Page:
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  Congress in Wonderland
by J. F. Kelly, Jr. [writer] 3/1/07

If anyone wonders why American poll respondents rank Congress lower even than President George W. Bush in terms of job performance, a review of the past two months in Congress may be enlightening. Much of that time has been devoted to debating, drafting, revising and promoting versions of a non-binding resolution of non-support of the president’s surge policy in Iraq. Think about that for a moment. With a host of serious problems, foreign and domestic, facing the nation, the legislative branch of government lavishes time on a resolution that is essentially meaningless.

J.F. Kelly, Jr.

J.F. Kelly, Jr. is a retired Navy Captain and bank executive who writes on current events and military subjects. He is a resident of Coronado, California. [go to Kelly index]

Supporters argue, of course, that it is not meaningless but rather an attempt to change national policy regarding the conduct of the Iraq war which they feel empowered to do by the recent congressional elections. The war, going badly, is something that most of them who supported it in 2003 are now sorry  ever happened. They wish it would just go away. But it did happen and changing their minds about its justification is not going to change the fact that we are militarily committed.

The troops and their commanders involved in fighting this war authorized by the Congress do not have the luxury of changing their minds about its justification. Neither can their dead comrades. They are already committed to succeed in their mission. Some members of Congress may not fully understand the meaning of commitment. Let me illustrate with a simple example. Take, for instance, the production of bacon and eggs. In this process, one might say that the chickens are involved. The hogs, on the other hand, have made a serious commitment.

So it is in the conduct of war. The politicians are certainly involved but the troops are actually committed. Once they are, we all have a duty to support them with whatever they need to succeed because we committed them. Giving up on their mission and saying that it was all a mistake is not the sort of “support” they have in mind. As my old shipmate, Sen. John Kerry, said, how do you ask the last men left fighting to risk dying for a mistake?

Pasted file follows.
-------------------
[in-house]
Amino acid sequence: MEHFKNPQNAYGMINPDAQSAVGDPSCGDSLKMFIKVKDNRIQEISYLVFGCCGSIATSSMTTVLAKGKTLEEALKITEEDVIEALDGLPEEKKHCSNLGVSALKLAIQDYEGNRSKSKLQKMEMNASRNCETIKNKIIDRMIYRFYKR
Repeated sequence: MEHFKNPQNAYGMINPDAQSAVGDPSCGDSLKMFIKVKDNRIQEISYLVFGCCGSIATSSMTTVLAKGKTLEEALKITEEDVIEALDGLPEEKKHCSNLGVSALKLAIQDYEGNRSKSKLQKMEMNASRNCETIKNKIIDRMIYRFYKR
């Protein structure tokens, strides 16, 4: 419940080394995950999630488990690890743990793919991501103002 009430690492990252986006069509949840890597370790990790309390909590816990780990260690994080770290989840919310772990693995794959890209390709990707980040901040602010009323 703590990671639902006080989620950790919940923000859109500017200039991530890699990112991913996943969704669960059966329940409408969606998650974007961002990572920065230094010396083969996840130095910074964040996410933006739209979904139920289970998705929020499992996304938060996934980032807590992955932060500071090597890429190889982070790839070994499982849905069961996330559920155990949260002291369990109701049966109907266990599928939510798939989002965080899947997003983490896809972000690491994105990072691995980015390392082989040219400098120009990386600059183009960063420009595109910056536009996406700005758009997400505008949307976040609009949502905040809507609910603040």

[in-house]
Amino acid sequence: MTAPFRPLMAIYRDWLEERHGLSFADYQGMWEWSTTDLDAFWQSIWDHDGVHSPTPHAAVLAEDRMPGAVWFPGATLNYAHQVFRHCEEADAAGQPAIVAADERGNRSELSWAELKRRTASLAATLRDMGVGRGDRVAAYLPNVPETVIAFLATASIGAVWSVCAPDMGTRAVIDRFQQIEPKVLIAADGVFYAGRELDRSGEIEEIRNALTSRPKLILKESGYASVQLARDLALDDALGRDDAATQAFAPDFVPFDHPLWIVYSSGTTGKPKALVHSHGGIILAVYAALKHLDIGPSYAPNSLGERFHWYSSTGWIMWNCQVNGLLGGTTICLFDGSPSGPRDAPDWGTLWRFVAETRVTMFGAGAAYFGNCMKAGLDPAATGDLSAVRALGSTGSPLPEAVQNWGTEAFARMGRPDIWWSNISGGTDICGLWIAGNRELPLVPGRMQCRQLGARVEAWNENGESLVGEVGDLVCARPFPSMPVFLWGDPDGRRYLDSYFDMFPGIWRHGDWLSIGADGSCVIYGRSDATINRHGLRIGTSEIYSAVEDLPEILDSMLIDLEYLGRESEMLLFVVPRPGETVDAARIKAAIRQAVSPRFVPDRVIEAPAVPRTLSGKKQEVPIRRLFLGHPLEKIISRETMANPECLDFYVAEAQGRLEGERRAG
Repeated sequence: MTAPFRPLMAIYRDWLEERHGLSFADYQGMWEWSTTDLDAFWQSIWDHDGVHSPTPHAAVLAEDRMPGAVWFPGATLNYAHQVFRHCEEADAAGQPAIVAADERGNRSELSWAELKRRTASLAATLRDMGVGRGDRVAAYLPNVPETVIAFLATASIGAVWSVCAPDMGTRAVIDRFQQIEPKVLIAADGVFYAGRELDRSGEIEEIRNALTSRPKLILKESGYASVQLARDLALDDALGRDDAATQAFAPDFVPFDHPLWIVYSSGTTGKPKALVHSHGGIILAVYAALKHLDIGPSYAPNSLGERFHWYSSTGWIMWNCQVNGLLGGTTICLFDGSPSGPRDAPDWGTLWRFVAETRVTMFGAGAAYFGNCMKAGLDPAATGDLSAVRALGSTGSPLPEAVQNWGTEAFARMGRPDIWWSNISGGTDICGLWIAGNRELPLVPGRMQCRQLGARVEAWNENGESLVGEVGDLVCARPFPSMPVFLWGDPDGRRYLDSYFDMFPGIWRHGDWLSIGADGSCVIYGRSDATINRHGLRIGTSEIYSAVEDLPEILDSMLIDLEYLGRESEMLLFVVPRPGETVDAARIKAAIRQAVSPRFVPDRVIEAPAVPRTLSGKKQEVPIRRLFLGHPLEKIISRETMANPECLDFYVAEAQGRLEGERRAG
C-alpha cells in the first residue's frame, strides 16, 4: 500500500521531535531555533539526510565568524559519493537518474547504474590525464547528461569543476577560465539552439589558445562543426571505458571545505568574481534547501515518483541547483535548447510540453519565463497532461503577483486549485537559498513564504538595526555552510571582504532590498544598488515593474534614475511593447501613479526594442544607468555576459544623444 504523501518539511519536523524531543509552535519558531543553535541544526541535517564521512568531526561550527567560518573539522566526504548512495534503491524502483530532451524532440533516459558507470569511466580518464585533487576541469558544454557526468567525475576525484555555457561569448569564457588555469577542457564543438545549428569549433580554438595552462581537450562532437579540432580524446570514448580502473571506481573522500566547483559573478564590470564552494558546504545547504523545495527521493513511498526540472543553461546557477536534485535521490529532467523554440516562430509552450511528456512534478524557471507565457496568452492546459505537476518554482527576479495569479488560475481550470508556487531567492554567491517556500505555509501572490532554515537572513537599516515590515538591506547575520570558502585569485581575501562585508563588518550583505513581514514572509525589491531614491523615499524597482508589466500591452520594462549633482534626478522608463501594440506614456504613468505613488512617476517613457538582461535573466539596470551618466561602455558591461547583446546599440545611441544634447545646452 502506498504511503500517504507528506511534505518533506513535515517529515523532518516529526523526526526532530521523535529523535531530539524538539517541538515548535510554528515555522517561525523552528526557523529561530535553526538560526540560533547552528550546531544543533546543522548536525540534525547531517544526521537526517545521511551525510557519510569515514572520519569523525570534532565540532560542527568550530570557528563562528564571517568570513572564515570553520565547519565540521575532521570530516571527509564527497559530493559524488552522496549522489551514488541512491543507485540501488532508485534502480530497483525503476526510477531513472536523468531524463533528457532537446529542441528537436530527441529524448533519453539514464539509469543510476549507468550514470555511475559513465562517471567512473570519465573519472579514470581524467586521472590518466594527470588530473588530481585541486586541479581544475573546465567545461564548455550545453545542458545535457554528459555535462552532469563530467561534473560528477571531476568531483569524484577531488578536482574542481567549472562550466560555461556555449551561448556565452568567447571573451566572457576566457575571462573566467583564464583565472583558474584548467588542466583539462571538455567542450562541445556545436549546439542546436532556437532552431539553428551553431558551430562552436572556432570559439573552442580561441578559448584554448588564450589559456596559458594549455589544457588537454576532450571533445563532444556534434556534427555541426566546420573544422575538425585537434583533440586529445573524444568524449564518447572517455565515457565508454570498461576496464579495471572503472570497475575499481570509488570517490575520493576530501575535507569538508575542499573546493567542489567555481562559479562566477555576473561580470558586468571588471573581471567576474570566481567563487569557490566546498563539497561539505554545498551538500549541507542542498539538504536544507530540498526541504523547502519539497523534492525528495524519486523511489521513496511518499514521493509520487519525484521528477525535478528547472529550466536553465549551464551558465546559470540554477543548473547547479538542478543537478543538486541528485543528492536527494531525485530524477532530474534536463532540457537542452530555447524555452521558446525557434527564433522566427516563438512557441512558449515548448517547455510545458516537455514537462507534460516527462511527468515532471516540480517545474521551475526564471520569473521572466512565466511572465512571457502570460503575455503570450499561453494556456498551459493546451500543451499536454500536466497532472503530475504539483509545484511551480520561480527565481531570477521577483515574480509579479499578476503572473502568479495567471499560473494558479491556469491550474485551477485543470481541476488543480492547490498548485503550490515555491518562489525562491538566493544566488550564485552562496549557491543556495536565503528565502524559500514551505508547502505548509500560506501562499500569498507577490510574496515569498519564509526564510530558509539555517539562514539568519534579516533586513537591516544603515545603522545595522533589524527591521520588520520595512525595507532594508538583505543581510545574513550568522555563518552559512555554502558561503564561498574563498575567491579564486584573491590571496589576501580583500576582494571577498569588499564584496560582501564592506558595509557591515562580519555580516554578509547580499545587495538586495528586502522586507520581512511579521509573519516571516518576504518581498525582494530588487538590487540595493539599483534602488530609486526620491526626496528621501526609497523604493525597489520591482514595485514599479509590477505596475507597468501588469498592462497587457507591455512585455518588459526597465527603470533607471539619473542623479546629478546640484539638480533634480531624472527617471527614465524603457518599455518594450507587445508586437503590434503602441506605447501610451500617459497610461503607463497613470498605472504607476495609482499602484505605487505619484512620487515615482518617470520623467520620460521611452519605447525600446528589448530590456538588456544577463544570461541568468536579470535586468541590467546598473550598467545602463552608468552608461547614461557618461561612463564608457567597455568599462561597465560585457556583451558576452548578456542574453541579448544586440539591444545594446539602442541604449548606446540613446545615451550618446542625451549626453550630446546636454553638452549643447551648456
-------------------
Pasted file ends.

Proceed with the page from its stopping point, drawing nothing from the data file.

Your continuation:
Members of Congress engaged in the crafting of a non-binding resolution of non-support while our troops are engaged in battle are behaving much like chickens. They scratch and cluck over meaningless words in a resolution. They are far from agreement on an alternate strategy that would benefit the nation. They are unified only by a common desire to criticize the president and distance themselves from an unpopular war. Chicken-like characteristics are also evident in attempts by some to seek legislation to rescind the earlier congressional authorization of the war so their earlier support could be expunged from the record, as if it were all simply a bad dream from which they have now awakened, magically in synch with public majority opinion and ready for the 2008 elections. If they really had the courage of their convictions, they could have exercised their real authority and moved to cut funding for the war. But that would entail enormous risk of voter backlash and members of congress are famously risk adverse.

While the outcome of the struggle to save Iraq and salvage the U.S. mission lies in the balance, a half dozen of our distinguished legislators have taken time off from their day jobs to run for president, a full two years before that job is scheduled to become available. What a deal! They now get to spend most of their time campaigning instead of doing the job they were elected to do. They get the opportunity to tell the public what a terrible job the president is doing and how they could do a much better job. Oh, I forgot. That’s what they spend most of their time doing anyway, in spite of the fact that serving in Congress provides little executive experience in running anything other than a committee.

Sen. Joe Lieberman, a rare independent voice of courage and integrity from my home state of Connecticut, who understands the meaning of commitment, has urged his colleagues to back off, think about what they are doing and instead of undermining our new troop commander in Iraq, Gen Patraeus, give him a chance. With our troops on the line, this is the very least that Congress and the rest of can do. CRO

copyright 2007 J. F. Kelly, Jr.



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